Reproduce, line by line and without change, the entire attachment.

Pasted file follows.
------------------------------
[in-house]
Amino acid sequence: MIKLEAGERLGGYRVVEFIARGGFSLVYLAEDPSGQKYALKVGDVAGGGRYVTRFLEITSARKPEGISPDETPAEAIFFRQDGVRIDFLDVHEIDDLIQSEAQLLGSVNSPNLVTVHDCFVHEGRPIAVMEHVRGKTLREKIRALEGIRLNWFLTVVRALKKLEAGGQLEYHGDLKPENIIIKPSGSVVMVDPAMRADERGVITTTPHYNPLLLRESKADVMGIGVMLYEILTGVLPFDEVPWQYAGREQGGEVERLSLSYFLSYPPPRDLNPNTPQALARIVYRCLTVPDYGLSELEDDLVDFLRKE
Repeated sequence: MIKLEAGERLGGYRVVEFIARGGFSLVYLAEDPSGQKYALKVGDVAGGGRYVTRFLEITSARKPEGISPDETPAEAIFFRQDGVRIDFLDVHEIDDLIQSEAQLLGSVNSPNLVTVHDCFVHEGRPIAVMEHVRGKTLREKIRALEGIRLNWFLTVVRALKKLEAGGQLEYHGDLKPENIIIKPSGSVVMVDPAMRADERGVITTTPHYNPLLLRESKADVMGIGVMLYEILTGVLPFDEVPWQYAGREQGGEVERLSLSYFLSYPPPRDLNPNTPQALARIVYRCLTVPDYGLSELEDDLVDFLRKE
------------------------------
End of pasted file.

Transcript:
[in-house]
Amino acid sequence: MIKLEAGERLGGYRVVEFIARGGFSLVYLAEDPSGQKYALKVGDVAGGGRYVTRFLEITSARKPEGISPDETPAEAIFFRQDGVRIDFLDVHEIDDLIQSEAQLLGSVNSPNLVTVHDCFVHEGRPIAVMEHVRGKTLREKIRALEGIRLNWFLTVVRALKKLEAGGQLEYHGDLKPENIIIKPSGSVVMVDPAMRADERGVITTTPHYNPLLLRESKADVMGIGVMLYEILTGVLPFDEVPWQYAGREQGGEVERLSLSYFLSYPPPRDLNPNTPQALARIVYRCLTVPDYGLSELEDDLVDFLRKE
Repeated sequence: MIKLEAGERLGGYRVVEFIARGGFSLVYLAEDPSGQKYALKVGDVAGGGRYVTRFLEITSARKPEGISPDETPAEAIFFRQDGVRIDFLDVHEIDDLIQSEAQLLGSVNSPNLVTVHDCFVHEGRPIAVMEHVRGKTLREKIRALEGIRLNWFLTVVRALKKLEAGGQLEYHGDLKPENIIIKPSGSVVMVDPAMRADERGVITTTPHYNPLLLRESKADVMGIGVMLYEILTGVLPFDEVPWQYAGREQGGEVERLSLSYFLSYPPPRDLNPNTPQALARIVYRCLTVPDYGLSELEDDLVDFLRKE